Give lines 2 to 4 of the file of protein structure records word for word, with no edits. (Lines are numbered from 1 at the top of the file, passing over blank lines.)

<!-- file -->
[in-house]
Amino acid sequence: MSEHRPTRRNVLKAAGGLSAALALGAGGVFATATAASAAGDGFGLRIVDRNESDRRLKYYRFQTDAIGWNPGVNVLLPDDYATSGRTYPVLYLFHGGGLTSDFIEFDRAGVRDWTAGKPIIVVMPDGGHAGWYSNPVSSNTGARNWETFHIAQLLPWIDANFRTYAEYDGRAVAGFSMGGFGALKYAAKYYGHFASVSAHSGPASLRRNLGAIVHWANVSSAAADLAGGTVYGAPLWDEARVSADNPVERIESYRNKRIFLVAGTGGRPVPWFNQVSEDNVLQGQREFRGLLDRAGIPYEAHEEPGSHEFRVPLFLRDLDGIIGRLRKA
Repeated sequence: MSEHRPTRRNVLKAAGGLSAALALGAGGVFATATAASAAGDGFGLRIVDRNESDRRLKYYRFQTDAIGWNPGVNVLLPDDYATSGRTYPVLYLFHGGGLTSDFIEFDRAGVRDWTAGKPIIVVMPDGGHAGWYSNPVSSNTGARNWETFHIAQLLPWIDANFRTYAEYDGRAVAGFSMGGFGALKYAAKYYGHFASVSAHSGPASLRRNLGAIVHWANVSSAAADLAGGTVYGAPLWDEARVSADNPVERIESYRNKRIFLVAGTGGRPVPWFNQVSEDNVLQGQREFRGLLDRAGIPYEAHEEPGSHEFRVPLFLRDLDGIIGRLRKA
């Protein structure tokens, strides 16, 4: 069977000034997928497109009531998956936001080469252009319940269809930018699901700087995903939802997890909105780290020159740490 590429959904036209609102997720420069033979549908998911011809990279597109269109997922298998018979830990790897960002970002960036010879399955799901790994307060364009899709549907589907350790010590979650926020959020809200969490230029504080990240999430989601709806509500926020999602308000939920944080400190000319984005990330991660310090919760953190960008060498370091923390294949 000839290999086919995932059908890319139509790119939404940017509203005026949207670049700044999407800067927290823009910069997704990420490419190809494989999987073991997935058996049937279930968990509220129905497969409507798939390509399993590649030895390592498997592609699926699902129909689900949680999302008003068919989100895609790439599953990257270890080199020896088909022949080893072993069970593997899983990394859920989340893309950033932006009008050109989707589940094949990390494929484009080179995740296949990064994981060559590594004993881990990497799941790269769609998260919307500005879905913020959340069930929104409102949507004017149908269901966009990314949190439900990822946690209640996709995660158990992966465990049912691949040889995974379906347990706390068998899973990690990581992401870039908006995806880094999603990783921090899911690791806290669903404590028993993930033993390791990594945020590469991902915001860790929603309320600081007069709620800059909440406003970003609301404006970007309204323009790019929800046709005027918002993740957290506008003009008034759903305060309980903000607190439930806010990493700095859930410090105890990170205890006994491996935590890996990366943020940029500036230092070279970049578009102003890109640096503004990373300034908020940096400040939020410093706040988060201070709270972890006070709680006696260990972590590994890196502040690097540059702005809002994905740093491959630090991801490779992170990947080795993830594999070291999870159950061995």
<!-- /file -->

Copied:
Amino acid sequence: MSEHRPTRRNVLKAAGGLSAALALGAGGVFATATAASAAGDGFGLRIVDRNESDRRLKYYRFQTDAIGWNPGVNVLLPDDYATSGRTYPVLYLFHGGGLTSDFIEFDRAGVRDWTAGKPIIVVMPDGGHAGWYSNPVSSNTGARNWETFHIAQLLPWIDANFRTYAEYDGRAVAGFSMGGFGALKYAAKYYGHFASVSAHSGPASLRRNLGAIVHWANVSSAAADLAGGTVYGAPLWDEARVSADNPVERIESYRNKRIFLVAGTGGRPVPWFNQVSEDNVLQGQREFRGLLDRAGIPYEAHEEPGSHEFRVPLFLRDLDGIIGRLRKA
Repeated sequence: MSEHRPTRRNVLKAAGGLSAALALGAGGVFATATAASAAGDGFGLRIVDRNESDRRLKYYRFQTDAIGWNPGVNVLLPDDYATSGRTYPVLYLFHGGGLTSDFIEFDRAGVRDWTAGKPIIVVMPDGGHAGWYSNPVSSNTGARNWETFHIAQLLPWIDANFRTYAEYDGRAVAGFSMGGFGALKYAAKYYGHFASVSAHSGPASLRRNLGAIVHWANVSSAAADLAGGTVYGAPLWDEARVSADNPVERIESYRNKRIFLVAGTGGRPVPWFNQVSEDNVLQGQREFRGLLDRAGIPYEAHEEPGSHEFRVPLFLRDLDGIIGRLRKA
């Protein structure tokens, strides 16, 4: 069977000034997928497109009531998956936001080469252009319940269809930018699901700087995903939802997890909105780290020159740490 590429959904036209609102997720420069033979549908998911011809990279597109269109997922298998018979830990790897960002970002960036010879399955799901790994307060364009899709549907589907350790010590979650926020959020809200969490230029504080990240999430989601709806509500926020999602308000939920944080400190000319984005990330991660310090919760953190960008060498370091923390294949 000839290999086919995932059908890319139509790119939404940017509203005026949207670049700044999407800067927290823009910069997704990420490419190809494989999987073991997935058996049937279930968990509220129905497969409507798939390509399993590649030895390592498997592609699926699902129909689900949680999302008003068919989100895609790439599953990257270890080199020896088909022949080893072993069970593997899983990394859920989340893309950033932006009008050109989707589940094949990390494929484009080179995740296949990064994981060559590594004993881990990497799941790269769609998260919307500005879905913020959340069930929104409102949507004017149908269901966009990314949190439900990822946690209640996709995660158990992966465990049912691949040889995974379906347990706390068998899973990690990581992401870039908006995806880094999603990783921090899911690791806290669903404590028993993930033993390791990594945020590469991902915001860790929603309320600081007069709620800059909440406003970003609301404006970007309204323009790019929800046709005027918002993740957290506008003009008034759903305060309980903000607190439930806010990493700095859930410090105890990170205890006994491996935590890996990366943020940029500036230092070279970049578009102003890109640096503004990373300034908020940096400040939020410093706040988060201070709270972890006070709680006696260990972590590994890196502040690097540059702005809002994905740093491959630090991801490779992170990947080795993830594999070291999870159950061995």